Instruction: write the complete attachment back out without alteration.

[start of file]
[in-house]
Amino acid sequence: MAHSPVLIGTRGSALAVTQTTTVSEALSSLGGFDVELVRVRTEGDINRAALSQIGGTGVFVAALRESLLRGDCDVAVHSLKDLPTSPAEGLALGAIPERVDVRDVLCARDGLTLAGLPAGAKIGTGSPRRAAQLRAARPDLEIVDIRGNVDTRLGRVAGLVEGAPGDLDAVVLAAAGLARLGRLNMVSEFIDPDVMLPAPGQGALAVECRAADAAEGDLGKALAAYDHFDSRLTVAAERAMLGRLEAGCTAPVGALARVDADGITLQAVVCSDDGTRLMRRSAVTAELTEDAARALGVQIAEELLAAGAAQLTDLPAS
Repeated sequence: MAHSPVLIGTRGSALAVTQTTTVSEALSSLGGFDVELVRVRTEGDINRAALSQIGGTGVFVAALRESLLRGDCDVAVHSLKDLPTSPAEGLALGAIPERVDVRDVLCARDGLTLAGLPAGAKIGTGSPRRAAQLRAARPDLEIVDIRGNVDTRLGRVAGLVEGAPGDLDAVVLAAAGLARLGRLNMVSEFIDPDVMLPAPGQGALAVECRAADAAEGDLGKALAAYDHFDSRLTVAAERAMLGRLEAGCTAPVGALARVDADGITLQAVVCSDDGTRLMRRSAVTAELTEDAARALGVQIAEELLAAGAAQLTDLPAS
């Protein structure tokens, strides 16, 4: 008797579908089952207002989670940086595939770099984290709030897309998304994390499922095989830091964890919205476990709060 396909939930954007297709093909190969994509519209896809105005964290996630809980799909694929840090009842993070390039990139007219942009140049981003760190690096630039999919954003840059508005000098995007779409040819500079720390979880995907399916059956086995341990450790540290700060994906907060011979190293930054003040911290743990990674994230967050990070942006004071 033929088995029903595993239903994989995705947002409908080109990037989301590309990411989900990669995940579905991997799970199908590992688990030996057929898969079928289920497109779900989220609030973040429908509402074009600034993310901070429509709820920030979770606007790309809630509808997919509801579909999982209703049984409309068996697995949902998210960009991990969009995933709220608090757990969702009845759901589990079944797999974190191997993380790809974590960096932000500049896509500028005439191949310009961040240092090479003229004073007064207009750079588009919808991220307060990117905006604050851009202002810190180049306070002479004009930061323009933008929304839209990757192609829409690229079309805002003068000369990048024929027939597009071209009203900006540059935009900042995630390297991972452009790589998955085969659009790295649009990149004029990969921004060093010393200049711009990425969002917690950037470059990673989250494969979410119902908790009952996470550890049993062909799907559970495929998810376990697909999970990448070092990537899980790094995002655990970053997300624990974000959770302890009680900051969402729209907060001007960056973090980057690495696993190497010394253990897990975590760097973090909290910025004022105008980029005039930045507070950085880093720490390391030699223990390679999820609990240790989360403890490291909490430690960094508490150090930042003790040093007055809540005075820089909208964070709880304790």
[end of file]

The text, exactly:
[in-house]
Amino acid sequence: MAHSPVLIGTRGSALAVTQTTTVSEALSSLGGFDVELVRVRTEGDINRAALSQIGGTGVFVAALRESLLRGDCDVAVHSLKDLPTSPAEGLALGAIPERVDVRDVLCARDGLTLAGLPAGAKIGTGSPRRAAQLRAARPDLEIVDIRGNVDTRLGRVAGLVEGAPGDLDAVVLAAAGLARLGRLNMVSEFIDPDVMLPAPGQGALAVECRAADAAEGDLGKALAAYDHFDSRLTVAAERAMLGRLEAGCTAPVGALARVDADGITLQAVVCSDDGTRLMRRSAVTAELTEDAARALGVQIAEELLAAGAAQLTDLPAS
Repeated sequence: MAHSPVLIGTRGSALAVTQTTTVSEALSSLGGFDVELVRVRTEGDINRAALSQIGGTGVFVAALRESLLRGDCDVAVHSLKDLPTSPAEGLALGAIPERVDVRDVLCARDGLTLAGLPAGAKIGTGSPRRAAQLRAARPDLEIVDIRGNVDTRLGRVAGLVEGAPGDLDAVVLAAAGLARLGRLNMVSEFIDPDVMLPAPGQGALAVECRAADAAEGDLGKALAAYDHFDSRLTVAAERAMLGRLEAGCTAPVGALARVDADGITLQAVVCSDDGTRLMRRSAVTAELTEDAARALGVQIAEELLAAGAAQLTDLPAS
């Protein structure tokens, strides 16, 4: 008797579908089952207002989670940086595939770099984290709030897309998304994390499922095989830091964890919205476990709060 396909939930954007297709093909190969994509519209896809105005964290996630809980799909694929840090009842993070390039990139007219942009140049981003760190690096630039999919954003840059508005000098995007779409040819500079720390979880995907399916059956086995341990450790540290700060994906907060011979190293930054003040911290743990990674994230967050990070942006004071 033929088995029903595993239903994989995705947002409908080109990037989301590309990411989900990669995940579905991997799970199908590992688990030996057929898969079928289920497109779900989220609030973040429908509402074009600034993310901070429509709820920030979770606007790309809630509808997919509801579909999982209703049984409309068996697995949902998210960009991990969009995933709220608090757990969702009845759901589990079944797999974190191997993380790809974590960096932000500049896509500028005439191949310009961040240092090479003229004073007064207009750079588009919808991220307060990117905006604050851009202002810190180049306070002479004009930061323009933008929304839209990757192609829409690229079309805002003068000369990048024929027939597009071209009203900006540059935009900042995630390297991972452009790589998955085969659009790295649009990149004029990969921004060093010393200049711009990425969002917690950037470059990673989250494969979410119902908790009952996470550890049993062909799907559970495929998810376990697909999970990448070092990537899980790094995002655990970053997300624990974000959770302890009680900051969402729209907060001007960056973090980057690495696993190497010394253990897990975590760097973090909290910025004022105008980029005039930045507070950085880093720490390391030699223990390679999820609990240790989360403890490291909490430690960094508490150090930042003790040093007055809540005075820089909208964070709880304790």